Hi everyone, I have recently discovered this site and have to say that the tips on here are SO helpful, especially to a young newlywed!
I was wondering if anyone knows how to get rid of nicotine that has saturated the walls. I live in an apartment, and while my husband and I are not smokers, the previous resident(s) were. In our bathroom, I have cleaned the walls and ceiling many times, and the nicotine drips on the wall disappear easily with regular bathroom cleaner. However, they always come back within a week. When we shower, and the steam condenses and drips down the walls, the drops become yellow again with nicotine that I think has saturated into the paint.
I think this is the place in the house where the most recent resident did most of her smoking, since there are several burns on the sink top that appear to be made from cigarettes (don't you just love your first apartment).
My apartment complex isn't likely to fix the problem for me, so I'm turning to you all. I simply can't do a full scale wall and ceiling cleaning every week, and this is just too gross.
We moved into a house that was heavily smoked in - the only things we found helpful were a Odor Removal company (approx $200 for our 3 level house). Carpet cleaning, removing wallpaper and paint. Nothing was real cheap (except for the paint). We also used a Kilz primer that blocked smoke. You may want to check home improvement stores or paint stores for their oops! paint - costs about $5 or less. (09/20/2004)
I used manage apt complexes, and my hubby did the painting and maintenance. The only thing we used was Kilz, available at any home improvement store. If you're on a budget, you can buy a spray can at a time. It workes really well, and sprays on white, probably just like your walls are supposed to look like. Good luck! (09/20/2004)
You might want to clean the walls with tsp let them dry then paint with Kilz stain blocker and then regular paint.
Good luck! (09/20/2004)
If you're just worried about the smell left after cleaning the entire room, here's one that I've successfully used in my home, an RV, and in cars. Every night, or when you are away from home, place a bowl of pure ammonia in the middle of the room and shut the door. After about a week of this the smell should be gone or drastically reduced. The ammonia works for musty smells, and other nasty, ungodly smells as well. It's inexpensive and hasn't ever let me down. Good luck. (09/20/2004)
Kilz will block the seeping stains. I hope the odor of smoke isn't into the walls, tho. I don't know what would block that. (09/20/2004)
My first husband smoked. Although he went outside to light up the apartments we lived in always reeked of that nasty smell and film. After trying everything we got the landlord of one of the places to repaint. this was the best way. I wouldn't even bother trying anything else now. Smoking is such a dirty habit not only for those who choose to smoke but for those of us who have to live in the after math. (09/21/2004)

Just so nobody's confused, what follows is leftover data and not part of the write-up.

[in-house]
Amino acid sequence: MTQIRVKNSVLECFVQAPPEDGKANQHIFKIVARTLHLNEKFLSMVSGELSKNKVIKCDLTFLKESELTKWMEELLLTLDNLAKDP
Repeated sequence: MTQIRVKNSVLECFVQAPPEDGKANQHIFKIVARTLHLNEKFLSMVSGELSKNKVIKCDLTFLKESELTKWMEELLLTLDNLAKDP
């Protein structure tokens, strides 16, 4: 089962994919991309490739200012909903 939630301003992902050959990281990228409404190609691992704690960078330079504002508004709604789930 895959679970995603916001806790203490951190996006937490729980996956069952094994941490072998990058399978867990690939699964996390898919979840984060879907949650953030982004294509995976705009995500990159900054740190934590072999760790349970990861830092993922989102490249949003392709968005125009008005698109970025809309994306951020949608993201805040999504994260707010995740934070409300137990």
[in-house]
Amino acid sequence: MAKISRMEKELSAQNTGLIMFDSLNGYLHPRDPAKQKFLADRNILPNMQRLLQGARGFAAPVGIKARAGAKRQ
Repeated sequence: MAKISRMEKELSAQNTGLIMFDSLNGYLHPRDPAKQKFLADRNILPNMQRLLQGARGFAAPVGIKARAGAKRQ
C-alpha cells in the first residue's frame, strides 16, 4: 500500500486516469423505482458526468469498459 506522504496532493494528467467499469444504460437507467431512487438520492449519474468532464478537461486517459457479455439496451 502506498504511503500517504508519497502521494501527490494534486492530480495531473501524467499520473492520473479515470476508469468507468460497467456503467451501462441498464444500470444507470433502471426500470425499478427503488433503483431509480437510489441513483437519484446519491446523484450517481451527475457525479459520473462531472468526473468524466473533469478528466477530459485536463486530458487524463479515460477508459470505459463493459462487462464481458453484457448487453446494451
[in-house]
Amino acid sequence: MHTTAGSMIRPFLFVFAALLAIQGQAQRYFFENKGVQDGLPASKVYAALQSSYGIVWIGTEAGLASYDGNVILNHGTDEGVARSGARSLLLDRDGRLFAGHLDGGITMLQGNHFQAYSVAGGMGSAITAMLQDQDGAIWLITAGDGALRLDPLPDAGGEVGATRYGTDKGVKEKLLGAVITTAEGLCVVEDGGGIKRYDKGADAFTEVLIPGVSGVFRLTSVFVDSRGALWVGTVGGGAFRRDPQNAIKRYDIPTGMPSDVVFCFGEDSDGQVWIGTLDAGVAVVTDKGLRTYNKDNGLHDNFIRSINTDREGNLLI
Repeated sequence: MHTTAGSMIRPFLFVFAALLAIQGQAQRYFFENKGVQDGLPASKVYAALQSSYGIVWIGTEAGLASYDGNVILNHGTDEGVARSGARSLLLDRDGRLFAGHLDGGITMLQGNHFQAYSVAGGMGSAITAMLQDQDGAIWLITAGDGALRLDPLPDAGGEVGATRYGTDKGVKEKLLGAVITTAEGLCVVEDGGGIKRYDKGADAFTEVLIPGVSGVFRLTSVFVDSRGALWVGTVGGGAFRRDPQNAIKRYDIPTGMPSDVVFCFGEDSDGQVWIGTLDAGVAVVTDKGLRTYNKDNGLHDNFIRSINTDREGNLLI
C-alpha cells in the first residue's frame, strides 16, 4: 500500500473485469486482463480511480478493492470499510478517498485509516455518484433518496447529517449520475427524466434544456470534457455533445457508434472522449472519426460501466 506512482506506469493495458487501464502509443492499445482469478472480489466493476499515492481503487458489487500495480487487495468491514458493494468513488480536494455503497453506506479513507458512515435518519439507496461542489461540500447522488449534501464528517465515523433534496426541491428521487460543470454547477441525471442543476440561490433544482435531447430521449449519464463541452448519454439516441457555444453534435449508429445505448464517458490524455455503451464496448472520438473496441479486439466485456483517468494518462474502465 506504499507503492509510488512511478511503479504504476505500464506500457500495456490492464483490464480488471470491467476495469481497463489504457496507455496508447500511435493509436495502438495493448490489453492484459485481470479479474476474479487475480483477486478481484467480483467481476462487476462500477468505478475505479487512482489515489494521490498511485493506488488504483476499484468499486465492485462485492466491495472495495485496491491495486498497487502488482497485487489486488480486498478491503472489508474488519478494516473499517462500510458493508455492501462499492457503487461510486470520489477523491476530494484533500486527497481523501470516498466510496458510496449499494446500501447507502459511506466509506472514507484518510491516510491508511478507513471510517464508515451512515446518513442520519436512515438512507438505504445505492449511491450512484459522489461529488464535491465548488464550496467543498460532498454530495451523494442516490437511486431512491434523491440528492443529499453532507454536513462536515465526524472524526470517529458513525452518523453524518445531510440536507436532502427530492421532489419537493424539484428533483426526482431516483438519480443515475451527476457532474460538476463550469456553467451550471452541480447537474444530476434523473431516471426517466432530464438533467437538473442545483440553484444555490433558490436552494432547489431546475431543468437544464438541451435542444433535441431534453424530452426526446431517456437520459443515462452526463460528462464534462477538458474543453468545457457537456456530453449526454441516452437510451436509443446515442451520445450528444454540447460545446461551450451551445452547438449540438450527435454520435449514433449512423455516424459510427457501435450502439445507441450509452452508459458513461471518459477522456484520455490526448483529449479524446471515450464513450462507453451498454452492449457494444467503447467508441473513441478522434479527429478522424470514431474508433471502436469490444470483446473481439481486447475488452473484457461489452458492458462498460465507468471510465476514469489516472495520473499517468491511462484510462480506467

We cleaned our walls with Oxy Clean - really took off the 75 year accumulation of nicotine - then painted them will Kilz. It has really blocked the stains - and the smell. Just cleaning was good - but did not get it all.
Good luck! (09/21/2004)
Thanks everyone! I will check out these ideas right away! (09/21/2004)
I just remodeled my home, and had to clean the walls of my living room as a prep to painting. Instead of the TSP solution, I tried a cleaner my father had given me. It is Quick-n-Brite. This product is a type of gel-like paste. After using, I almost didn't need to paint! I believe it is available from TV, i.e., infomericials. I have used it since on carpets stains and it works great! (10/10/2004)
I can totally relate to Sara. I paid a small fortune to repaper my master bathroom. The nicotine has discolored the paper. I love the pattern and want to try and clean the paper. What can I use? Kilz works great on painted surfaces. I painted the walls and the popcorn ceiling. Once that was done I painted the ceiling with ceiling white paint and the walls with semi gloss latex. The room smells great now. (02/15/2006)
The way I got rid of the smoke staining was using a product made by the S.C. Johnson Wax Company called "GP Forward". Don't leave GP Forward undiluted on either your painted walls or your waxed floors because it'll peel the paint and strip off the wax. I use it diluted about 5 to 1. Diluted 5 to 1, it should remove the smoking stains just by itself, but if you really want to do a good job, read on...
I use an ultrafine (the light grey ones) Scotch Brite pad available from whatever place the local 3M sales rep tells you sells them (usually industrial supply places) on a "doodle bug pad holder" available at any janitorial supply store and wash the walls and ceilings with that. Get the kind you can put on a pole so you can do the ceilings with a long pole and the walls with a shorter one.